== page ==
Trump slams North Atlantic Treaty Organisation chiefs on defense spending

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Further protests were planned on Thursday, when Trump will first meet with EU President Tusk and Commission chief Juncker at the bloc's headquarters."The NATO of the future must include a great focus on terrorism and immigration, as well as threats from Russian Federation and our nation's eastern and southern borders", Trump said.

The American people and the world are again faced with the variance between what Trump said as a candidate and what he says as president.

Rep. Steny Hoyer of Maryland, the second-ranking Democrat in the House of Representatives, said in a statement that Trump "should not be lecturing our closest and most steadfast allies".

Last year, Trump threatened to abandon US allies in Europe if they did not spend enough on defense, comments that were particularly unnerving for the ex-Soviet Baltic states on Russia's border which fear Moscow might try a repeat of its 2014 annexation of Ukraine's Crimea.

"Twenty-three of the 28 nations are still not paying what they should be paying and what they're supposed to be paying for their defense", Trump said.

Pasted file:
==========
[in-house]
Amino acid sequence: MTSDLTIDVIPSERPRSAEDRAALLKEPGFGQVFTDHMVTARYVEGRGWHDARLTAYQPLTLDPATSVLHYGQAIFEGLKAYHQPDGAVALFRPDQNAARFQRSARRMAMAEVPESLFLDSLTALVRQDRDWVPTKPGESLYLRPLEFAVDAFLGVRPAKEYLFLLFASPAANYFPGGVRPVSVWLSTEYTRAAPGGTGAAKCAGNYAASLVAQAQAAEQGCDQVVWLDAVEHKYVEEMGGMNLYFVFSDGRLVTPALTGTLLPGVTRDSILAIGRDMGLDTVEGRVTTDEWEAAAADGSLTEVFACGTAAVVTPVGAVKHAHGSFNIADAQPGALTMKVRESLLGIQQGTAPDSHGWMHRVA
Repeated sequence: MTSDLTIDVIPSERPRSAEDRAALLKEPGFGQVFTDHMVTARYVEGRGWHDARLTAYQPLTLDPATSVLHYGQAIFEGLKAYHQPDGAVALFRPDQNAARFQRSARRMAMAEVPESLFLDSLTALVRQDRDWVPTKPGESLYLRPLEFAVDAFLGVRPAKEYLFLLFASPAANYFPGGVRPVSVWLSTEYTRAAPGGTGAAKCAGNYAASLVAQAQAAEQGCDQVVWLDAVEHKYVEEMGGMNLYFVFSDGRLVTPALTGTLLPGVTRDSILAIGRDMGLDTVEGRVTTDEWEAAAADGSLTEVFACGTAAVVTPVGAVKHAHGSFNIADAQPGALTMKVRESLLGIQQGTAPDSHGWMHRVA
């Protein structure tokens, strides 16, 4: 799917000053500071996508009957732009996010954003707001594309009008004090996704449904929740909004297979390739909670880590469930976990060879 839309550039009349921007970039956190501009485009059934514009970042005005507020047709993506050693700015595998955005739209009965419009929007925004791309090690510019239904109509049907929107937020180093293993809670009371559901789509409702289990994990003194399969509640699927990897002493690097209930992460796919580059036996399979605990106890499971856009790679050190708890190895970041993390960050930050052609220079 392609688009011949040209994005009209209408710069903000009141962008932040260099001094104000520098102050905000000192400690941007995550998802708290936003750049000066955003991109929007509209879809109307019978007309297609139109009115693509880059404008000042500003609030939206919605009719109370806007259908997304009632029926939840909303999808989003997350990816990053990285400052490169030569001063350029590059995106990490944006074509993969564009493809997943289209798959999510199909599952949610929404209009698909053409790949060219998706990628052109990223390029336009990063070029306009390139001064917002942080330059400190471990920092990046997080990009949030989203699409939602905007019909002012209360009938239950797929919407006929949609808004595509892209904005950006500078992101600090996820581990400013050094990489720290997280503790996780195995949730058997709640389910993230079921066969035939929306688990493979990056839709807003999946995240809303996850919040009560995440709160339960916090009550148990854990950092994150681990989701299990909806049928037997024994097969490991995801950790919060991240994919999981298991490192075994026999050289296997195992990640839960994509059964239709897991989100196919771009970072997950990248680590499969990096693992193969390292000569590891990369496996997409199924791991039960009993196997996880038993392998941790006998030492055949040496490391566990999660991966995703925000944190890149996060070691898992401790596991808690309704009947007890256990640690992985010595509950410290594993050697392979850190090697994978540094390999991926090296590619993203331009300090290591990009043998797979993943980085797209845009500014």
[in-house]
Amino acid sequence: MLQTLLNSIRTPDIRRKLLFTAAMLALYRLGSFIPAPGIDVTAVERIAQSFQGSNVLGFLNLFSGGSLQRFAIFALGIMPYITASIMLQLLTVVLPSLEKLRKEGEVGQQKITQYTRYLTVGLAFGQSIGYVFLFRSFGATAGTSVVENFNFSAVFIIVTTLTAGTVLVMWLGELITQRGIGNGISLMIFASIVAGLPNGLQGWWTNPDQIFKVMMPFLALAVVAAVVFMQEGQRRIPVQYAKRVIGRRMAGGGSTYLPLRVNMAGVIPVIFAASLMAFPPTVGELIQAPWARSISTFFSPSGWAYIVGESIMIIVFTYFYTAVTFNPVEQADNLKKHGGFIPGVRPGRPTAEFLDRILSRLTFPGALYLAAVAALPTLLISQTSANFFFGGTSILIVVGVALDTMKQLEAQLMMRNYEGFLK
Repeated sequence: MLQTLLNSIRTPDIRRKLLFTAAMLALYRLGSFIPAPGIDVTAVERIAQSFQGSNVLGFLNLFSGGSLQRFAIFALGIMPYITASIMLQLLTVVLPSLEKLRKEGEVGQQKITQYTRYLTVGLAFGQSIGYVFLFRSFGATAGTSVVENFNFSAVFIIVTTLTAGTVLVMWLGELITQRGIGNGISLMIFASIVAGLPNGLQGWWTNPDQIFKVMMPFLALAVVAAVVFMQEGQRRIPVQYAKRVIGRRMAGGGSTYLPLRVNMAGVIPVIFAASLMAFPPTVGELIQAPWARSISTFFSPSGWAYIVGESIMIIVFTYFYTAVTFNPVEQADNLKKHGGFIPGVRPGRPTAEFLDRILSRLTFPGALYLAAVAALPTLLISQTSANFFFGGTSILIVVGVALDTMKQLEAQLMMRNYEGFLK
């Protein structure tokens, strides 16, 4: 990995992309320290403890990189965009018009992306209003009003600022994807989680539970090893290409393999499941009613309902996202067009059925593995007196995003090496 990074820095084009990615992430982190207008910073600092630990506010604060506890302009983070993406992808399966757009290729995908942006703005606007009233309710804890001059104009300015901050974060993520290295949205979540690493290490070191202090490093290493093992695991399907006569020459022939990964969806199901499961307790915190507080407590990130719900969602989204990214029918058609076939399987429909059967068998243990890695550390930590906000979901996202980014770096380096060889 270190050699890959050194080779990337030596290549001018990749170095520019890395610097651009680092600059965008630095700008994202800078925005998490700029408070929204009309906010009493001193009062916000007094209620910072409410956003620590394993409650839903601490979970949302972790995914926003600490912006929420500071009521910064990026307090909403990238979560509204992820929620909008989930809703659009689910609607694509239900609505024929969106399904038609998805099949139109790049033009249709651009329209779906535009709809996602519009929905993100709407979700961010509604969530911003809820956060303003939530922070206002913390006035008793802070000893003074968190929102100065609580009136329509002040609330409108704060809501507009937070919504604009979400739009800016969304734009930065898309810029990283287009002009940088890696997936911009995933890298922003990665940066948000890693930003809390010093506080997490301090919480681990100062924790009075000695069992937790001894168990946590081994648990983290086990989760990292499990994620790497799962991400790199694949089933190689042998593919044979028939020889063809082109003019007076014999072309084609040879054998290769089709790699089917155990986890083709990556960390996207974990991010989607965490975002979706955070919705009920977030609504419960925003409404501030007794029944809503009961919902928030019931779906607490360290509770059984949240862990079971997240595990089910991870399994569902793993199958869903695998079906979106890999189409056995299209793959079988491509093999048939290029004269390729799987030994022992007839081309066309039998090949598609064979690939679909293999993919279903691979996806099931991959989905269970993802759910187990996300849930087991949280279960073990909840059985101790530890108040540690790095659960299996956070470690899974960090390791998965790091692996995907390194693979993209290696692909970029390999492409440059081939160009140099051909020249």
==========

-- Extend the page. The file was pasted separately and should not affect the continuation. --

Trump refused to say he would adhere to the mutual defense pact, known as Article V, though the White House later claimed that his very presence alongside twisted World Trade Center steel - a memorial outside North Atlantic Treaty Organisation headquarters - was evidence enough of his commitment.

Mr Trump, on Thursday, insisted it was unfair for the United States to shoulder the financial burden as "23 out of the 28" members refuse to spend at least two per cent of their GDP on defence.

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And the world leaders apparently know this and may water down the final communique, which would be significantly different to the one unveiled at its last summit in Japan.

It would have been better if Trump had coupled that message - pay up, folks - with a more explicit expression of the United States' commitment to the alliance.

Does NATO see eye-to-eye on what the threats are and the priorities are today?

On Thursday, Mr Trump brought the "America first" themes of his presidential campaign to the very heart of Europe.

Once more, he will likely be received warily, a president who ran on a campaign of "America First" with suggestions of disentangling the United States from global pacts, now engaged in two days of pomp and policy with the leaders of the United Kingdom, France, Germany, Italy, Japan and Canada. We will never forsake the friends who stood by our side.

His pending review of USA climate policies and decision not to make up his mind before Taormina has braced environmentalists for the possibility of bland language that says little after years of increasingly stronger commitments to reduce reliance on fossil fuels and emissions of in greenhouse gases under the Paris Agreement.

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